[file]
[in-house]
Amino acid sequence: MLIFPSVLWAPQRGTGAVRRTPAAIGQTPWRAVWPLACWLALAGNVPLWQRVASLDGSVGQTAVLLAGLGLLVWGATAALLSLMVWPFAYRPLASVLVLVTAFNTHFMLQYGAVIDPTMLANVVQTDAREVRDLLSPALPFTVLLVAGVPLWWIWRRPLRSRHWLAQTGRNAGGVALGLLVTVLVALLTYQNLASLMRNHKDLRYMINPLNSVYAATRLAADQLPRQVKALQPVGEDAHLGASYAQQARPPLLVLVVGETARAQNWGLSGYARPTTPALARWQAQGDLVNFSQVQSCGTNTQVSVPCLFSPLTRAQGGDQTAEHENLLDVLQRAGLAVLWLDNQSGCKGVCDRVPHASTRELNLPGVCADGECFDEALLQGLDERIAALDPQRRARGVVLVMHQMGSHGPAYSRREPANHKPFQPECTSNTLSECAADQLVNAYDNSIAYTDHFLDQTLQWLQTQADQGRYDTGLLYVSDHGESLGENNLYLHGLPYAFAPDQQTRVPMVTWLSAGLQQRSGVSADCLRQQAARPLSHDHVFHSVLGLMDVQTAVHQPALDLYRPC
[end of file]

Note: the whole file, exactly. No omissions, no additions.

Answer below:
[in-house]
Amino acid sequence: MLIFPSVLWAPQRGTGAVRRTPAAIGQTPWRAVWPLACWLALAGNVPLWQRVASLDGSVGQTAVLLAGLGLLVWGATAALLSLMVWPFAYRPLASVLVLVTAFNTHFMLQYGAVIDPTMLANVVQTDAREVRDLLSPALPFTVLLVAGVPLWWIWRRPLRSRHWLAQTGRNAGGVALGLLVTVLVALLTYQNLASLMRNHKDLRYMINPLNSVYAATRLAADQLPRQVKALQPVGEDAHLGASYAQQARPPLLVLVVGETARAQNWGLSGYARPTTPALARWQAQGDLVNFSQVQSCGTNTQVSVPCLFSPLTRAQGGDQTAEHENLLDVLQRAGLAVLWLDNQSGCKGVCDRVPHASTRELNLPGVCADGECFDEALLQGLDERIAALDPQRRARGVVLVMHQMGSHGPAYSRREPANHKPFQPECTSNTLSECAADQLVNAYDNSIAYTDHFLDQTLQWLQTQADQGRYDTGLLYVSDHGESLGENNLYLHGLPYAFAPDQQTRVPMVTWLSAGLQQRSGVSADCLRQQAARPLSHDHVFHSVLGLMDVQTAVHQPALDLYRPC